Today Farrell texted me and asked how I felt about being a Band Photographer. I’m assuming he means, “You, my lawfully wedded wife, own a camera and should therefore take pictures of my band,” but it did get me thinking about my various chapters as a professional (fill-in-the-blank) over the past few years (and how I actually wouldn’t mind being a band photographer).
Professional Hairwrapper. Following four summers of rigorous training at a local amusement park, I was brought on as a freelance contractor to perform my skills at a Fourth of July barbecue, hosted by my stepmom’s friend. The gaggle of pre-tween girls were thrilled with the piece of embroidery floss tied in their hair. I think I earned $20. (note: don’t follow that site’s instructions; that’s an awful technique)
Graphic Designer. Junior year in high school, my Digital Photography teacher asked who wanted to design the cover for the Gym Night brochure. (another note: what is Gym Night? I can’t accurately describe it. Something like a two-day school spirit rally with themed, choreographed dances) Apparently I volunteered, but I had to be reminded of this fact two days before the cover was due. The theme was “Broadway” and I shamelessly lifted images of musical titles and characters from Google Images, spelled out “GYM NIGHT 2005” in the most obvious font I could find, and filled every pixel of negative space with stars. I forgot to put my name on it and my $25 payment never materialized. Who could guess that gym teachers weren’t good at accounting?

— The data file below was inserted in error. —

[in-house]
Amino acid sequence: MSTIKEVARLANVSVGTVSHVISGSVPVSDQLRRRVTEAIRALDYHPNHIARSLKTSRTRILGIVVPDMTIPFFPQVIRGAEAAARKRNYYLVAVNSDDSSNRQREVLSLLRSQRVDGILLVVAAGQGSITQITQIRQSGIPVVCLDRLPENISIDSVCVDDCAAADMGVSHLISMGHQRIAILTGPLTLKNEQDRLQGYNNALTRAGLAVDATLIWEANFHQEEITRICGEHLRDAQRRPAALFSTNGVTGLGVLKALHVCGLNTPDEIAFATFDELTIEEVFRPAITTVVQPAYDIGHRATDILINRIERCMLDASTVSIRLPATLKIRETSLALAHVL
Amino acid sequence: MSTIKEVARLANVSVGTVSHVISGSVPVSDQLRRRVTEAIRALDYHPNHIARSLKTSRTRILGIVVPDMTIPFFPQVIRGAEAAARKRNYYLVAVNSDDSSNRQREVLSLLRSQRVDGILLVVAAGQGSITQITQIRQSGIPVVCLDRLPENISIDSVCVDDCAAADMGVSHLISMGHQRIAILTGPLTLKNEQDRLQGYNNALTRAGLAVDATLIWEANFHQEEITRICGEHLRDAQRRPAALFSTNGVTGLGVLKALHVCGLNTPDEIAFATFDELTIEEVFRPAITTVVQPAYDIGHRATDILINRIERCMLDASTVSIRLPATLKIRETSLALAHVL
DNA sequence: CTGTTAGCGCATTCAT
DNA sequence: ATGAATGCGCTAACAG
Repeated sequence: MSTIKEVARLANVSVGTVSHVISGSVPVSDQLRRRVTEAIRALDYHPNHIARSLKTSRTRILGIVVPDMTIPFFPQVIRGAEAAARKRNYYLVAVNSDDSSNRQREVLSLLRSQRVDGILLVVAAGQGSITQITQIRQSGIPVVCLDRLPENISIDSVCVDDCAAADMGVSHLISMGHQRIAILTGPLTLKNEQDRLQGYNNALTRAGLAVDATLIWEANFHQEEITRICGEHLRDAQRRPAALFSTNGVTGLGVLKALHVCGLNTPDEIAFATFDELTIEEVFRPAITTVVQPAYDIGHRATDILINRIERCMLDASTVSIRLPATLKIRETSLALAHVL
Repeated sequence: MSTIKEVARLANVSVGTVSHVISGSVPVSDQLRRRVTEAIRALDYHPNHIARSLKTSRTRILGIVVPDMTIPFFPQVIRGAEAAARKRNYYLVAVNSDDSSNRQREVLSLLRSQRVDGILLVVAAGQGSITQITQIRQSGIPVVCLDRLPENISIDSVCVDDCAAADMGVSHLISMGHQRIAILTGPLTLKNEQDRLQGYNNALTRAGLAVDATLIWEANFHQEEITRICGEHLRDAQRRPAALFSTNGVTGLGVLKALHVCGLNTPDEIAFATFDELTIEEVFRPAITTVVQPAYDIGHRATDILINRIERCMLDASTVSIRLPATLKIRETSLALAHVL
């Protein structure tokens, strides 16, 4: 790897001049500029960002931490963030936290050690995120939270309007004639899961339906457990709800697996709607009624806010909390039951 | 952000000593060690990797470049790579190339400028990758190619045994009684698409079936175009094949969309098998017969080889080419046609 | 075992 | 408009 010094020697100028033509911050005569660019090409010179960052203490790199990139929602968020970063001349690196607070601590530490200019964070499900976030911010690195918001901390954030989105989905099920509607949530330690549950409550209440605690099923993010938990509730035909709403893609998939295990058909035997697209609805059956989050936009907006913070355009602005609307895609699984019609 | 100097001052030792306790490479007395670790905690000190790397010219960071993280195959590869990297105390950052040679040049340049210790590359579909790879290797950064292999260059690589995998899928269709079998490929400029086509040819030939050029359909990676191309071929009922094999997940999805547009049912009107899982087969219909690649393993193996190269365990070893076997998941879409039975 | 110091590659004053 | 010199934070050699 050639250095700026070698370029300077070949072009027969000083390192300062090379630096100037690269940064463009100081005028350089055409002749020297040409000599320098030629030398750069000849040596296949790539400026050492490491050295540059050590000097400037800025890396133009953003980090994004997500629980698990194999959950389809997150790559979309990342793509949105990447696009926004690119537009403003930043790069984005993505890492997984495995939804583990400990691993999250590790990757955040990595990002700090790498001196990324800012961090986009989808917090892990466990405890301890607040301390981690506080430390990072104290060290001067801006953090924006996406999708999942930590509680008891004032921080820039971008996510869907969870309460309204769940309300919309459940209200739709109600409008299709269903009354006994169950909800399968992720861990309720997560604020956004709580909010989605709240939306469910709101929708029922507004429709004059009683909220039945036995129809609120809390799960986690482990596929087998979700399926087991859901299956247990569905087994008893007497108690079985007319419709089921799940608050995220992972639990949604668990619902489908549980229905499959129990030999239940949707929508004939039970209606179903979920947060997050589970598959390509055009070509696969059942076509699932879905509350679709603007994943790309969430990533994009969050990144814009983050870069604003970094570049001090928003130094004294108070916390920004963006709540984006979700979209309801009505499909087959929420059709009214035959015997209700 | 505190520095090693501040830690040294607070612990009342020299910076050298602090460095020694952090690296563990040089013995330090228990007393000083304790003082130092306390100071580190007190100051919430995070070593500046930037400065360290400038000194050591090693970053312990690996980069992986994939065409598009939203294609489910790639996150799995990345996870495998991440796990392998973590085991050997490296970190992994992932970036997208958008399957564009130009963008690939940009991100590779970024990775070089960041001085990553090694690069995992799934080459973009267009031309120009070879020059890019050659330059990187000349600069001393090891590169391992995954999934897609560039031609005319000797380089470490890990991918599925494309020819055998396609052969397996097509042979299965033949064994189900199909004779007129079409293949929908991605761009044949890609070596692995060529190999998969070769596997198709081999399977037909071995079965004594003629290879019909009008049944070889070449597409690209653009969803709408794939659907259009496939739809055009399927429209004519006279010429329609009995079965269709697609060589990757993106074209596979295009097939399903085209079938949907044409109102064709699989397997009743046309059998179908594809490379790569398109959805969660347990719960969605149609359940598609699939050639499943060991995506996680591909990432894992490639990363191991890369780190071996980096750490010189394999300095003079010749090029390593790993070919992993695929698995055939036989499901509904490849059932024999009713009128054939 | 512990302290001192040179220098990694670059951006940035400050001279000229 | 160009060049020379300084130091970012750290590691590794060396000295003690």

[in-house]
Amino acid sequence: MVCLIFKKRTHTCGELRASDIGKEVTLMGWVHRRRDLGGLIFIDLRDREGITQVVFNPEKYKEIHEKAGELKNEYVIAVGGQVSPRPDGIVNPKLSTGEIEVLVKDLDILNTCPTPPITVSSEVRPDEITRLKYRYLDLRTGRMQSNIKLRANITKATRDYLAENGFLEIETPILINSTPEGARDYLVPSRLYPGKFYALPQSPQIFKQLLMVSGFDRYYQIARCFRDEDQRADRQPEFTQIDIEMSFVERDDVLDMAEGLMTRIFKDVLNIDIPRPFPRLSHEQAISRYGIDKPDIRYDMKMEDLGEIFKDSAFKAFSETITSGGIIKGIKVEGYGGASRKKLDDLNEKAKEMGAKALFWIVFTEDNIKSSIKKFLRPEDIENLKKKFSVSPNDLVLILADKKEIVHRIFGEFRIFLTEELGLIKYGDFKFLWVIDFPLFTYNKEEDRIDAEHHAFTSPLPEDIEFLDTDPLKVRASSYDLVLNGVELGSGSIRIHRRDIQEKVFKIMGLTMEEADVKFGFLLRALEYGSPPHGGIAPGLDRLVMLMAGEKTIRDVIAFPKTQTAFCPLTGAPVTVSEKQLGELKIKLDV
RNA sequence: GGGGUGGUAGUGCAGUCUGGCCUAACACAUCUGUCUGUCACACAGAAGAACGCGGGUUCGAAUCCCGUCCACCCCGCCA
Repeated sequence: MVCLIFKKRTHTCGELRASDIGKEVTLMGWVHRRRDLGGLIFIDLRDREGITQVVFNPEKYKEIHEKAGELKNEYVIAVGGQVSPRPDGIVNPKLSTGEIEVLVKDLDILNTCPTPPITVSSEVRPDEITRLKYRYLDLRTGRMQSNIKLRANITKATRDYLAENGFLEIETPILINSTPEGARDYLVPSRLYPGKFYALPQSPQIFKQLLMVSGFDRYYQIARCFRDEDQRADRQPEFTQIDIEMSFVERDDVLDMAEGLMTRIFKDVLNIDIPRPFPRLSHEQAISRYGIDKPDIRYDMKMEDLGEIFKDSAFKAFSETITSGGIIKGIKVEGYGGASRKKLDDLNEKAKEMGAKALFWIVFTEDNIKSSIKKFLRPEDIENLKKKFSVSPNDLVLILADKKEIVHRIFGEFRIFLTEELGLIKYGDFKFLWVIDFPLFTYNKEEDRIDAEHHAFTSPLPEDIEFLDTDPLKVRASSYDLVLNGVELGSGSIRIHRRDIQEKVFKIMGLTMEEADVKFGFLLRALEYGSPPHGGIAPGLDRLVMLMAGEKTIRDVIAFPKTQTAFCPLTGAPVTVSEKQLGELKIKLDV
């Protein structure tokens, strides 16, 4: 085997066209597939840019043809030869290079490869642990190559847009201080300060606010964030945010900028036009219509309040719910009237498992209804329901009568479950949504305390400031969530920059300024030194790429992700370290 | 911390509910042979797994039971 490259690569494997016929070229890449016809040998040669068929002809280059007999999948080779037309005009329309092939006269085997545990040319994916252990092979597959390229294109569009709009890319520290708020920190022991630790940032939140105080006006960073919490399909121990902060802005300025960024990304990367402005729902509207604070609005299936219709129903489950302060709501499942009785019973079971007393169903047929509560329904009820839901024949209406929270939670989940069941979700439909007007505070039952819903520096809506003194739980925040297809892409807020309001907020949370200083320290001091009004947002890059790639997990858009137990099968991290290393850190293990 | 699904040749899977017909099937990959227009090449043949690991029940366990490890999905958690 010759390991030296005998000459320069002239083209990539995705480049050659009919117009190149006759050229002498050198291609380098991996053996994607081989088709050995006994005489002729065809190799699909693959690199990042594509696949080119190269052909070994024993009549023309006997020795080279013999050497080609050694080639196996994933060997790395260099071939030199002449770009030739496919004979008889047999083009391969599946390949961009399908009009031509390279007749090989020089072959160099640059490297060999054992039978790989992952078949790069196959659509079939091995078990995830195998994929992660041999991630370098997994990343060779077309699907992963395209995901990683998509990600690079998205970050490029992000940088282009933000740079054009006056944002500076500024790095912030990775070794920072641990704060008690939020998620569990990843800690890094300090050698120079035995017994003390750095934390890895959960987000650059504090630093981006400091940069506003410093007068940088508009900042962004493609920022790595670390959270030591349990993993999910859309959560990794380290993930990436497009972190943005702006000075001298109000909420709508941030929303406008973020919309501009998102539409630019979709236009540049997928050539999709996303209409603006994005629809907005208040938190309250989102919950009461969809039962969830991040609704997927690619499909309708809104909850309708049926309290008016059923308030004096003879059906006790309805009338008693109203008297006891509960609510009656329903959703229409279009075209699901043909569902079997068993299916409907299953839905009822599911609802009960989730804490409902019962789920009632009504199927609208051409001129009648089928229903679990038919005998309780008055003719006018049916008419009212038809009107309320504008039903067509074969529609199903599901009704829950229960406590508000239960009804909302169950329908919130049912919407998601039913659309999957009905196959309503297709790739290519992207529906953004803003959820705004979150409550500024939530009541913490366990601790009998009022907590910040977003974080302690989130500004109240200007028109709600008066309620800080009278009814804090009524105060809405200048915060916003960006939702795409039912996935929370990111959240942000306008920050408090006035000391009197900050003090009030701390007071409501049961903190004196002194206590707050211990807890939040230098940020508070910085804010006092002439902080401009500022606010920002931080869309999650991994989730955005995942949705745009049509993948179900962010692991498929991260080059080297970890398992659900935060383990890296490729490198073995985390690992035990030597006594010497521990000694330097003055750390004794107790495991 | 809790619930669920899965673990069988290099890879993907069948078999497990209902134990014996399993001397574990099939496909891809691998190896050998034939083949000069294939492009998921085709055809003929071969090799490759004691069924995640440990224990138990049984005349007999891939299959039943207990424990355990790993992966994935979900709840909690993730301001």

Wedding Photographer. Another case of not fully understanding what I signed up for. My high school newspaper teacher asked me to attend a family function and take pictures. The word “wedding” might have been mentioned, but I arrived assuming it was some sort of pre-wedding function…until my mom dropped me off at a church. I still feel bad for how those pictures probably turned out; I knew very little about photography at the time (despite being the newspaper’s Photography Editor) and nothing about wedding photography. But I probably earned the highest hourly rate I will ever earn in my entire life: $50 an hour (for two whole hours).
Now I’m as close to being an actual “professional” as I ever have been (war profiteering doesn’t count…) and what do I end up doing? As Market Analyst Kirstin, I mostly spend my workday reading a lot of New York Times, seeing how many ridiculous program acronyms I can find (NACHOS, BaTMAN, RoBIN, DUDE, SURF, etc) and drawing up a business plans for my upcoming gig with the Language of Termites (Farrell’s band) or whatever other unrealistic career I’m obsessing over at the moment (which includes, but is not limited to, cupcakery owner and/or DIY/Etsy Queen).
For anybody interested in soliciting for my multitude of useful services, (did I mention pretzel twirling?) please note that these days I only accept (advanced) payment in the form of kittens and Modcloth.